Jeffery Pittman is a fifth-generation farmer; the fourth generation on the land he currently farms in Bascom, Florida. Due to his father’s illness, Jeffery began farming full-time just out of high school and bought out his Dad’s interest seven years later in 1996. Since then, he’s grown from 350 acres to about 3,000 acres.
Irrigation is the name of the game this year with the drought and high heat index in the southeast this year. “The drought is tough, but we can irrigate. Dry-land peanuts are in question, but they’ll be OK if the weather changes and we get sufficient rain,” said Jeffery. “Of course the irrigated peanuts look good, but the input costs are higher than normal because of the constant need to irrigate.”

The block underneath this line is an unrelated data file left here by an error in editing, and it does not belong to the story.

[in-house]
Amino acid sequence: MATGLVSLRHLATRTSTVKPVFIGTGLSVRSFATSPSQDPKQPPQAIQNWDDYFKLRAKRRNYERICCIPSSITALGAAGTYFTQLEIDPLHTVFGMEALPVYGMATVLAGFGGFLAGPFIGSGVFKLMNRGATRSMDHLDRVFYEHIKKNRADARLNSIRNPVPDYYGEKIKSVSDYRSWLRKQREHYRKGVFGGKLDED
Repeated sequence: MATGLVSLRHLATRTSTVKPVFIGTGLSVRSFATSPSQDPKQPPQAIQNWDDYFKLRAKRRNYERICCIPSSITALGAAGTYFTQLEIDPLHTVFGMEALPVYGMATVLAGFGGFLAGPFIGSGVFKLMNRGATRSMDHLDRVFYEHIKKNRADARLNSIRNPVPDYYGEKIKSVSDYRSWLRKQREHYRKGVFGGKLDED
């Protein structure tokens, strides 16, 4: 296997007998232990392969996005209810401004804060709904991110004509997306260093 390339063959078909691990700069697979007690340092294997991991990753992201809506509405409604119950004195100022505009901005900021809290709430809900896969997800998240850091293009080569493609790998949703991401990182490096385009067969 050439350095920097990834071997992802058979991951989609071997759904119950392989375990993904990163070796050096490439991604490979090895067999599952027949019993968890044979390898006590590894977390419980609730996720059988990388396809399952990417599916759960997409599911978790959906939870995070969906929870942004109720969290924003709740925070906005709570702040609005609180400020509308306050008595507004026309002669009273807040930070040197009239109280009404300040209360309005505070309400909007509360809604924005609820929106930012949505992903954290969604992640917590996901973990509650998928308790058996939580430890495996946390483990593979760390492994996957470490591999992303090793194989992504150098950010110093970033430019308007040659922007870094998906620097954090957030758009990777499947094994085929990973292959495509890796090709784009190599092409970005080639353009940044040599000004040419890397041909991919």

Jeffery, Ginger and their three children grow peanuts, cotton and corn on their 3,000 acres with about 200 acres dedicated to cattle and grass. “About half the peanuts and cotton and all of the corn is irrigated,” said Jeffery. “The biggest challenge this year is budgeting with the drought. The price of energy across the board is high – even the cost of a tire is 100% more now – but it’s worse with the drought and heat index.”
Even with the special challenges this year though, the Pittman family can’t imagine a different way of life. “We’re proud to grow quality food and fiber for this country and to be part of a great industry that cares about people,” said Ginger.
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